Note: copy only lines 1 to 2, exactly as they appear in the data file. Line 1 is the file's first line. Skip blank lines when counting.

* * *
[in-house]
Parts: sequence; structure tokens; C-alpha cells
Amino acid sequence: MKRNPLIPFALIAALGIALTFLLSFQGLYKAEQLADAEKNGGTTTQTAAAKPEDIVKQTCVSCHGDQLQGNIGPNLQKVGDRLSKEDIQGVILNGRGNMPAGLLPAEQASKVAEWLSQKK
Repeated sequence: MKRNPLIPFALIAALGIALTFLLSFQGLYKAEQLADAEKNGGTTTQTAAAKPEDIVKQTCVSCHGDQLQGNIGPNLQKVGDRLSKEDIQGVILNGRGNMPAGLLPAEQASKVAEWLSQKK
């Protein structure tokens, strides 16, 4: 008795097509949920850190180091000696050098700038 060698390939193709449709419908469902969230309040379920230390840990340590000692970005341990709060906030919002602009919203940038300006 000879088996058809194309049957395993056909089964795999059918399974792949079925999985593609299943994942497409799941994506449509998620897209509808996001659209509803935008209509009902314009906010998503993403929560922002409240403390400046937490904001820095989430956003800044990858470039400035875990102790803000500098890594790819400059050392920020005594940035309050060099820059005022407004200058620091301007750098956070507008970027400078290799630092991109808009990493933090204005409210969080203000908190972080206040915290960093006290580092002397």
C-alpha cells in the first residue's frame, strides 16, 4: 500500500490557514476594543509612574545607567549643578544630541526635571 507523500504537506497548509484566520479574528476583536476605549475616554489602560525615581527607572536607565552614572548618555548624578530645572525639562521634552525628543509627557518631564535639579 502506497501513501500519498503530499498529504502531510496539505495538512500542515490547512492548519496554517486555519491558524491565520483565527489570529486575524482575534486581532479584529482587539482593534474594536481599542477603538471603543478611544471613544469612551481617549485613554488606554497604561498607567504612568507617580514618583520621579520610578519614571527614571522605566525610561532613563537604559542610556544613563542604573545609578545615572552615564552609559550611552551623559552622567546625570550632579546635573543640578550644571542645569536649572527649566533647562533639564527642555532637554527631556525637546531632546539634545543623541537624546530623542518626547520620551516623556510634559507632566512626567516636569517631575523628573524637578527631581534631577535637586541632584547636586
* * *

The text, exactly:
[in-house]
Parts: sequence; structure tokens; C-alpha cells